OK, let’s discuss your unfinished attic or basement space. I really love the idea of finishing the basement / attic and financing it (to the extent possible) with Airbnb. Check out this attic master bedroom with its own bathroom. Here is a remodeled basement. Could you do this? Bet you’d like to.
Let’s go a little bigger now. Check out what these people did in Mt. Tabor! It’s gorgeous. This is a lot more space, and it’s plumbed, with a kitchen – more expensive to build, but worth it for the right people. And you never have to worry about where to put the in-laws again. Ever. And it just might pay for itself.
Want to see my space? Good, ’cause I love to show it off. Here’s the Airbnb link. Arciform did this for me! The fir on the walls was leftover from another job site, the revolving door was on my wish list, and Anne made it happen. Richard and the guys made it cool with car parts sitting around the shop.
We used vintage sprinklers as towel racks and clothes hooks, and the bathroom sink is on a genuine Oregon tree stump with scrap plumbing fixtures. Arciform also figured out the awning and the patio – pretty awesome, right?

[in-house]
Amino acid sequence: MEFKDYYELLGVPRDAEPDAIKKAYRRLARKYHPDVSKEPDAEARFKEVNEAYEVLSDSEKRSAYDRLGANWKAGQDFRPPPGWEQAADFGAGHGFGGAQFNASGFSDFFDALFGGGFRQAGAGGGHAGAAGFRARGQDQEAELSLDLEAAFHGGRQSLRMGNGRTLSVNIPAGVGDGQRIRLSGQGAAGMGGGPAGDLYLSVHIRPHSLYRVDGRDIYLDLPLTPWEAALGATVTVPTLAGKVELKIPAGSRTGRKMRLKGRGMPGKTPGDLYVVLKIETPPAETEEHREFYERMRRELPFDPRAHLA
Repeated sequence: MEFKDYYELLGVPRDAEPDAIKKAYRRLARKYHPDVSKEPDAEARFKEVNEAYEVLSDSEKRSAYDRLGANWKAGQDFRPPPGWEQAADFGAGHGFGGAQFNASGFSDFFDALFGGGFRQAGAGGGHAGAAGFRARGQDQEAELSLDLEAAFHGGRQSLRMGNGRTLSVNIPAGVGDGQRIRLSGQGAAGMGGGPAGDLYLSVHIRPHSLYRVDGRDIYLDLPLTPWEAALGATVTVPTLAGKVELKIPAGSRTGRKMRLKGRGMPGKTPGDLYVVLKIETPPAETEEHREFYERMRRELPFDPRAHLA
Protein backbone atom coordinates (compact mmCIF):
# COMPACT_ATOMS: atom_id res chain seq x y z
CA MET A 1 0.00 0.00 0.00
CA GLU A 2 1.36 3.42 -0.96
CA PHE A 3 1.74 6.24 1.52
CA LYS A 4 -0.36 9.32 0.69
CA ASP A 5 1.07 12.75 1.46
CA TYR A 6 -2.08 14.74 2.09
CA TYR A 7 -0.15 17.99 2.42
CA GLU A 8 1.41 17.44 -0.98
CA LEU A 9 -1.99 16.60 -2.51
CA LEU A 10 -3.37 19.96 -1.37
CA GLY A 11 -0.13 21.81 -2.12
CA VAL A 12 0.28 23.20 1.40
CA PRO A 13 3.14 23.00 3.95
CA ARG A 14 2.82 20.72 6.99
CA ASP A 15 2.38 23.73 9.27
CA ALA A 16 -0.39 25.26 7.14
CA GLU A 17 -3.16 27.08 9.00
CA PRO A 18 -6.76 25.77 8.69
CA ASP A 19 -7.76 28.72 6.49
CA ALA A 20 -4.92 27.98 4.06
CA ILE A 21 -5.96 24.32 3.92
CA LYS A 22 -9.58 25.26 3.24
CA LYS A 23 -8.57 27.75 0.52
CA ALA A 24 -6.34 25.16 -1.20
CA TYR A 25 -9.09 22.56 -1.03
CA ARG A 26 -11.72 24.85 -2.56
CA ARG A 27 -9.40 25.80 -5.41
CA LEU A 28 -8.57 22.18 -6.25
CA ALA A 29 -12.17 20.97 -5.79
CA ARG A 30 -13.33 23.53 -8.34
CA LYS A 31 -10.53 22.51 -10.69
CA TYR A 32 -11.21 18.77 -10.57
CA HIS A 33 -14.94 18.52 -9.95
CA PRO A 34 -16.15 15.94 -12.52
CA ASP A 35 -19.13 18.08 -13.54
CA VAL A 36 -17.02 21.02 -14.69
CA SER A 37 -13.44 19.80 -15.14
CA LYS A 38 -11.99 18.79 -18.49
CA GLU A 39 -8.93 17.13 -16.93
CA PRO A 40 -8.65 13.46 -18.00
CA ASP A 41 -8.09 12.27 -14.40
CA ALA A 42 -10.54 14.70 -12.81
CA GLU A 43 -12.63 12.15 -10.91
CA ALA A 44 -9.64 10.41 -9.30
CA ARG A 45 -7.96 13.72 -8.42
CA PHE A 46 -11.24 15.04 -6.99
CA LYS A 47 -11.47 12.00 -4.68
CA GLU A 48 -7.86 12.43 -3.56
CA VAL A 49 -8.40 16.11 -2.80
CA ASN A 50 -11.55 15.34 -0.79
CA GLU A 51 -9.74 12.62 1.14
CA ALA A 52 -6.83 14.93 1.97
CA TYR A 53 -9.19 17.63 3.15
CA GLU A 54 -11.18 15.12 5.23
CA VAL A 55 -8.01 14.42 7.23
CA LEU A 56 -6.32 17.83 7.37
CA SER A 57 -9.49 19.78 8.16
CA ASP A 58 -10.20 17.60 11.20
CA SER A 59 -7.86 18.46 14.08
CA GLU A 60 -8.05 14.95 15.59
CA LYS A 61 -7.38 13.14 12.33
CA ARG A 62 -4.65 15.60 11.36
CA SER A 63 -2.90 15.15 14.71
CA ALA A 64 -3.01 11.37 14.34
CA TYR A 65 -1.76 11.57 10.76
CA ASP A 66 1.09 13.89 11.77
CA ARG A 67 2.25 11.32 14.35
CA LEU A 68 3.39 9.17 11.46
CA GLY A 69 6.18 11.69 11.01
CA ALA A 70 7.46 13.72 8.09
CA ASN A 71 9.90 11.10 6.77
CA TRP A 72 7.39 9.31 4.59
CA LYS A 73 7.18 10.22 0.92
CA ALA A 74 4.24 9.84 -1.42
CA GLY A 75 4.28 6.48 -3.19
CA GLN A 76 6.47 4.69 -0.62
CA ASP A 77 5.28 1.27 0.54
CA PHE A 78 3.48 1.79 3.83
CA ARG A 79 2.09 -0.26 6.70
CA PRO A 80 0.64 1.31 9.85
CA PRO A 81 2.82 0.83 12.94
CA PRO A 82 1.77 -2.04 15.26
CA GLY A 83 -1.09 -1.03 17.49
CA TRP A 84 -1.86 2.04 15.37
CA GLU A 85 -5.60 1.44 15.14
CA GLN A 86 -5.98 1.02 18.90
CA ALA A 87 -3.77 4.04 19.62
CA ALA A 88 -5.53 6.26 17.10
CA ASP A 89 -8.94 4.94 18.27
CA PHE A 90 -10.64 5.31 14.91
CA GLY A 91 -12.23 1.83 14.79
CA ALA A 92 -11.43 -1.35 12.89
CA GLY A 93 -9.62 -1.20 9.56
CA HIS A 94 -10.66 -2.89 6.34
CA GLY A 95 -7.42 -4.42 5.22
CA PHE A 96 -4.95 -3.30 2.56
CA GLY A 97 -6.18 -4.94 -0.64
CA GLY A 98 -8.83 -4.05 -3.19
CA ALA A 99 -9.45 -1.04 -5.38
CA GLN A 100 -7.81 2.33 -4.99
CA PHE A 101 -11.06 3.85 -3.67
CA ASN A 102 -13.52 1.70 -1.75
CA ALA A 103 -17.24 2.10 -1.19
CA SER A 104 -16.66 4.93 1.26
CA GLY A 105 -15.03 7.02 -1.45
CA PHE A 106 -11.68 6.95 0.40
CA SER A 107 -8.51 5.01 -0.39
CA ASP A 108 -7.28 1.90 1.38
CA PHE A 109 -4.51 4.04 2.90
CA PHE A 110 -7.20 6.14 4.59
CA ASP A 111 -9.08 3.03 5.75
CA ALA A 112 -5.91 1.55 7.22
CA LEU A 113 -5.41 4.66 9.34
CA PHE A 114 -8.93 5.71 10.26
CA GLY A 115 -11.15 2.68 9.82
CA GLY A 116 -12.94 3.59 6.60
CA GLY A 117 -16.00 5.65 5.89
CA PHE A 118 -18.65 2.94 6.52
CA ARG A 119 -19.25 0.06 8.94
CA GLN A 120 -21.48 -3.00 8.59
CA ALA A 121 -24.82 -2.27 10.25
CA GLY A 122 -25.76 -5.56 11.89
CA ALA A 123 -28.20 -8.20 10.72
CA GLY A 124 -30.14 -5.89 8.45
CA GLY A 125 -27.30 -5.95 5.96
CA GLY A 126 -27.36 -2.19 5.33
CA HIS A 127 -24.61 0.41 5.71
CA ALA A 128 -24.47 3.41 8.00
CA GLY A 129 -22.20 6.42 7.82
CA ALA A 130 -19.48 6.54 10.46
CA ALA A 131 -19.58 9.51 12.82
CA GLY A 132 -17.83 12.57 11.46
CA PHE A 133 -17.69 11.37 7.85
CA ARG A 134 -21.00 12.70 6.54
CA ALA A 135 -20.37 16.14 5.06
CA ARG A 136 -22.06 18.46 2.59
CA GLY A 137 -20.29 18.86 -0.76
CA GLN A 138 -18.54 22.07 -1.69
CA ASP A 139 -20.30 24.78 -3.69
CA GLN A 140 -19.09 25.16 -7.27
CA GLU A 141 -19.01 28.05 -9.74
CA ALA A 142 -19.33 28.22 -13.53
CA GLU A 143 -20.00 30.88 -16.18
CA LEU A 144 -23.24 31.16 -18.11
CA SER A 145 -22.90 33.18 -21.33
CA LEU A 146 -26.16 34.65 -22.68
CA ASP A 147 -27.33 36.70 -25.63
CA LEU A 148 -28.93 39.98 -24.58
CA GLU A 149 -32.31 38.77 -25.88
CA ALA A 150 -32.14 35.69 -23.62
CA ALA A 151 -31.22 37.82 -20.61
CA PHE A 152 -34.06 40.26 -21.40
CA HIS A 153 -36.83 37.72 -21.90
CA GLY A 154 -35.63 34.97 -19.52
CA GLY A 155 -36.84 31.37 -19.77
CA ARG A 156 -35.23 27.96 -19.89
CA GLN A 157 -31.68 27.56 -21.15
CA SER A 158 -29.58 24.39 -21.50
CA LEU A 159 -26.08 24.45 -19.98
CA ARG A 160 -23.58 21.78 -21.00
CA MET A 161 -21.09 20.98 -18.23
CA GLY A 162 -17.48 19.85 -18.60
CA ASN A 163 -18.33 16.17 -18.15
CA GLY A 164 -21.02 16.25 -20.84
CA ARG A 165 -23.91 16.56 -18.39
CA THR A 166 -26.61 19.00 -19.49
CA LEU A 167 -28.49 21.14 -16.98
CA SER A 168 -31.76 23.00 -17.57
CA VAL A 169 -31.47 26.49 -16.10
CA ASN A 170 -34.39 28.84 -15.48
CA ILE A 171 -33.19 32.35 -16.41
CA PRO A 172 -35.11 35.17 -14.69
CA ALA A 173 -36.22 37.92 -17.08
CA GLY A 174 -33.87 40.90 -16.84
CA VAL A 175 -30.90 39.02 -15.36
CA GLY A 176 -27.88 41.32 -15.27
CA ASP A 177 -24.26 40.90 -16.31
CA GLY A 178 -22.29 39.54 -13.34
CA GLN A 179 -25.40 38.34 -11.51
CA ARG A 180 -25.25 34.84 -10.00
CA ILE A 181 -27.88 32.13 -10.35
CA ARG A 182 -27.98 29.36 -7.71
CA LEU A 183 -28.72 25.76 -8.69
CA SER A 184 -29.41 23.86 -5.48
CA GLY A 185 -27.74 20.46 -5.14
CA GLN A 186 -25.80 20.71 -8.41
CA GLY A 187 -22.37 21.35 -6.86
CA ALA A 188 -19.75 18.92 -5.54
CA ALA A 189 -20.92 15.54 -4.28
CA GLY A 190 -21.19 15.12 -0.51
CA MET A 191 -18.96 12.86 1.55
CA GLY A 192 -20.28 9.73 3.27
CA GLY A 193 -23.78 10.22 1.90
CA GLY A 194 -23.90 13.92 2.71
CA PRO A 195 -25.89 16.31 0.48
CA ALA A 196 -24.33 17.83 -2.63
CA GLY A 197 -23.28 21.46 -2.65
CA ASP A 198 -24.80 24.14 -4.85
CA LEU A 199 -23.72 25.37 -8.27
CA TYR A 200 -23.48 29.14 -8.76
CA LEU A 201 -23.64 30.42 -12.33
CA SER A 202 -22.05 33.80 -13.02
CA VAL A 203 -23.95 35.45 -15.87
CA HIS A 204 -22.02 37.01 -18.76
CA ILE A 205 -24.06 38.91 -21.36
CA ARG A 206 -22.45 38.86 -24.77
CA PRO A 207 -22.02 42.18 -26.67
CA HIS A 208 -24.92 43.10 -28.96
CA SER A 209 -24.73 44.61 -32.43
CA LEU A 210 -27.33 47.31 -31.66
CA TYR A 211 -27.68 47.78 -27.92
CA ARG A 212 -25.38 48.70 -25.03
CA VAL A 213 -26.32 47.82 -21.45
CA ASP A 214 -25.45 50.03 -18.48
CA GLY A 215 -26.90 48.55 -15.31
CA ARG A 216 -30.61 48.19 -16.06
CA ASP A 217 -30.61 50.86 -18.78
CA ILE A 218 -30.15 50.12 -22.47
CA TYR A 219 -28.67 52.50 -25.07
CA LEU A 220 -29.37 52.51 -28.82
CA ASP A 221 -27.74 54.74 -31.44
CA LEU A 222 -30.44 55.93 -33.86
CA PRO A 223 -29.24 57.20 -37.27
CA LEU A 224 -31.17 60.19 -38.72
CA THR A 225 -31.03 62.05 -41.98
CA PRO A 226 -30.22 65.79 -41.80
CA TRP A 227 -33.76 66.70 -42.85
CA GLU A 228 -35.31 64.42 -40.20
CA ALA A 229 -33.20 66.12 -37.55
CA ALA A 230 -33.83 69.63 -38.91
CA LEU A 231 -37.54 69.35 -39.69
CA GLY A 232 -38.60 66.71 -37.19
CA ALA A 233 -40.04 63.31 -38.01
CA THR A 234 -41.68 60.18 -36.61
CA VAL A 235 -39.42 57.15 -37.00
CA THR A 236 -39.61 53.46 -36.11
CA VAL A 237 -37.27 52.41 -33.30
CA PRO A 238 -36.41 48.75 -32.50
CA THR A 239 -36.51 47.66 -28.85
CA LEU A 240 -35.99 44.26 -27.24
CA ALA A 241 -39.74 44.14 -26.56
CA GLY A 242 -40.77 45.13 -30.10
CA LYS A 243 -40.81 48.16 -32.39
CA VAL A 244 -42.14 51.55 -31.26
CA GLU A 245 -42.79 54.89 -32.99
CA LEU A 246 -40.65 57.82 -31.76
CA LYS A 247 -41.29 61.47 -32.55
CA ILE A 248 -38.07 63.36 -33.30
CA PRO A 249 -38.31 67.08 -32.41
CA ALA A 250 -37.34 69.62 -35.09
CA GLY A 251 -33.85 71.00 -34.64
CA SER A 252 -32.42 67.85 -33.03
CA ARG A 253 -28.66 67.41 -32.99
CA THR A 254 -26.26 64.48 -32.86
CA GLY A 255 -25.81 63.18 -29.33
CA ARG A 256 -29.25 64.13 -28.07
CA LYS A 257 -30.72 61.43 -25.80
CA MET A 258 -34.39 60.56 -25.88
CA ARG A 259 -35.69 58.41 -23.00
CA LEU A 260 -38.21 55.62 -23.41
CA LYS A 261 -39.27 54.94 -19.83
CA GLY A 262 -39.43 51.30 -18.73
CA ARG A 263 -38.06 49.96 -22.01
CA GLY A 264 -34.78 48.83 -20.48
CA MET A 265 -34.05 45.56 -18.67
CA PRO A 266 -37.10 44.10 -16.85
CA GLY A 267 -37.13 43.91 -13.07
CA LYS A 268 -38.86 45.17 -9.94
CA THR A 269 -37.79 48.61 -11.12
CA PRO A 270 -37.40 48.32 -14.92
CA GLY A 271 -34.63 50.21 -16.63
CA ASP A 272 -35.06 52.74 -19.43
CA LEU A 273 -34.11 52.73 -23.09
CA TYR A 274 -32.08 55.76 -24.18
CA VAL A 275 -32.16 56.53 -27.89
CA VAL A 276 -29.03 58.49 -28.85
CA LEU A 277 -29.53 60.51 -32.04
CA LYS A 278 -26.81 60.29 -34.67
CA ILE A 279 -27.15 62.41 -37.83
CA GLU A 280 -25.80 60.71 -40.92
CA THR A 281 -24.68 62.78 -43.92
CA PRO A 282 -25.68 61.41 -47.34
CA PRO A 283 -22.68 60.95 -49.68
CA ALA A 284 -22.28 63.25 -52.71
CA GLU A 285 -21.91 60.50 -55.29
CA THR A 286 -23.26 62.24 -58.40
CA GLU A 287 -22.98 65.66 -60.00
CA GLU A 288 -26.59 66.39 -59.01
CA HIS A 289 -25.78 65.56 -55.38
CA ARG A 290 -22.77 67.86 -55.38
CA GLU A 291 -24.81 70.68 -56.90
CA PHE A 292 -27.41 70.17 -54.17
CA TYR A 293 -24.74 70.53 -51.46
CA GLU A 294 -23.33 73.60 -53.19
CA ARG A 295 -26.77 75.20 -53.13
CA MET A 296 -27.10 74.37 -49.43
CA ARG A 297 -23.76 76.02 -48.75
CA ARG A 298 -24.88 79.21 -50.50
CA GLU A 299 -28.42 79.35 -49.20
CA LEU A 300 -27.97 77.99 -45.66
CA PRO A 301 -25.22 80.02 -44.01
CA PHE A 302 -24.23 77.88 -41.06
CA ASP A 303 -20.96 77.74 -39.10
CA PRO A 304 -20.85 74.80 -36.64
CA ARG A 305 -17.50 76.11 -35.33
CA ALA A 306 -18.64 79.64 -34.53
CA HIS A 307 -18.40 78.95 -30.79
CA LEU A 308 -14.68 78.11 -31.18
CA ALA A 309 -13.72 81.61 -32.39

Now, from personal experience, these were my budget busters: I had to run water, sewage, and electrical to the container, and there was no close access. Planning can help you locate your ADU where water is close, thus saving on costs. Also, my container had to be craned in to the back yard. Arciform / Richard figured it all out – but placing your ADU in an accessible space will save on costs, of course. (In some ways, I’m not practical. Nobody’s perfect.)